Grant Programs

To accomplish its mission of discovering an early detection test for pancreatic cancer and providing resources for patient and their families, the Rolfe Foundation awards a number of yearly grants supporting both Scientific Research and Patient and Family Services. Applicants are required to meet the stipulations listed below, and their work may be review by the foundation’s Medical Advisory Board, the Board of Directors' Science Committee, and the Foundation’s Executive Staff.


Overview:

The mission of the Rolfe Pancreatic Cancer Foundation is to serve as a catalyst for the early diagnosis and ultimate cure of pancreatic cancer through advanced medical research, public awareness, and education. To increase the quality and quantity of emotional and psychological support services for pancreatic cancer patients and their families through partnerships with organizations who specialize in this type of care.

Please be advised that proposals for Rolfe Foundation grants are accepted by invitation only.

Scientific Research:

To achieve its research mission, the Rolfe Foundation issues grants for research programs that fulfill the following objectives:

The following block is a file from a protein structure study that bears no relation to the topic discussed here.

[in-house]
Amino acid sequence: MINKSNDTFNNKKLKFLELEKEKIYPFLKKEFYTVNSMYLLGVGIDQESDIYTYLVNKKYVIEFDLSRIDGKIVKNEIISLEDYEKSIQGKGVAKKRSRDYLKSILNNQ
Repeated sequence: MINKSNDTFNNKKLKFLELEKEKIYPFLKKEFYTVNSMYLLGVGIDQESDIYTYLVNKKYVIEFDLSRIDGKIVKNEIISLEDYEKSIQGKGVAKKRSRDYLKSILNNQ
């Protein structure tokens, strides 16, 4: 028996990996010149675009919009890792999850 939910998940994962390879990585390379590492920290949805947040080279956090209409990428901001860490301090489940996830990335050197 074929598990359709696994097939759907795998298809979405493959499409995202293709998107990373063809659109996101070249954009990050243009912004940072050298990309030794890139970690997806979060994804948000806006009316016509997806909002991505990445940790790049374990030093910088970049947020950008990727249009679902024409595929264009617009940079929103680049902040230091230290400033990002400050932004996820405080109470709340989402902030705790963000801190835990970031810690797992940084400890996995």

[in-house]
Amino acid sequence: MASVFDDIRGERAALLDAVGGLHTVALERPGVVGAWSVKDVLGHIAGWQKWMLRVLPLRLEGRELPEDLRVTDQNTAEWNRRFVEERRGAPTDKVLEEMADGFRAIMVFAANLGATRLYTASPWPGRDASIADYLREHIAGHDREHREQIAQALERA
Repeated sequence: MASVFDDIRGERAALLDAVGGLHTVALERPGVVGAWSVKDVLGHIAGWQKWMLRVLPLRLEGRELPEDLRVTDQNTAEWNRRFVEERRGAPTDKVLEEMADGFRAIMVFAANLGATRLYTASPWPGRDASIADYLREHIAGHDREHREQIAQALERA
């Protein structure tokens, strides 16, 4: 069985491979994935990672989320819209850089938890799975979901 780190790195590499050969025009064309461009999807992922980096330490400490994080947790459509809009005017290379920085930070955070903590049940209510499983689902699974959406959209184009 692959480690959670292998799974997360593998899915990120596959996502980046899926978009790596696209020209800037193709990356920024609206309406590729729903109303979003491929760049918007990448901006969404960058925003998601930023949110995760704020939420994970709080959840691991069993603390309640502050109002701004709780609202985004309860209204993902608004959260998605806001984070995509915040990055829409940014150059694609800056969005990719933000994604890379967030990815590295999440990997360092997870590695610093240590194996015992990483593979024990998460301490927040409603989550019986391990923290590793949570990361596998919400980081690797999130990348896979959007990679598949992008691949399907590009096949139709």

1. Supports Early Detection Research: The Foundation’s primary goal is to provide funding to scientists for research that will ultimately lead to the development of a reliable early detection test. The Foundation will support basic science, translational, and clinical research that will lead to the eventual creation of this test.

2. Supports Young Investigators: The Foundation seeks to encourage promising scientists to dedicate their careers to pancreatic cancer research, including early detection. The Foundation will provide start-up funding and continuous grants for investigators who focus much of their activities on early detection. While the Foundation is particularly interested in sponsoring young investigators (less than 10 years post-graduate), the Foundation will also make grants to established scientists who are working on specific projects directly related to early detection.

3. Encourages Innovative Research: The Foundation is interested in funding projects or programs that are novel and not duplicative of current initiatives. However, the Foundation is specifically interested in ensuring that scientists communicate their findings with each other, and build on one another’s work toward the objective of creating an early detection test and, ultimately, a cure for pancreatic cancer.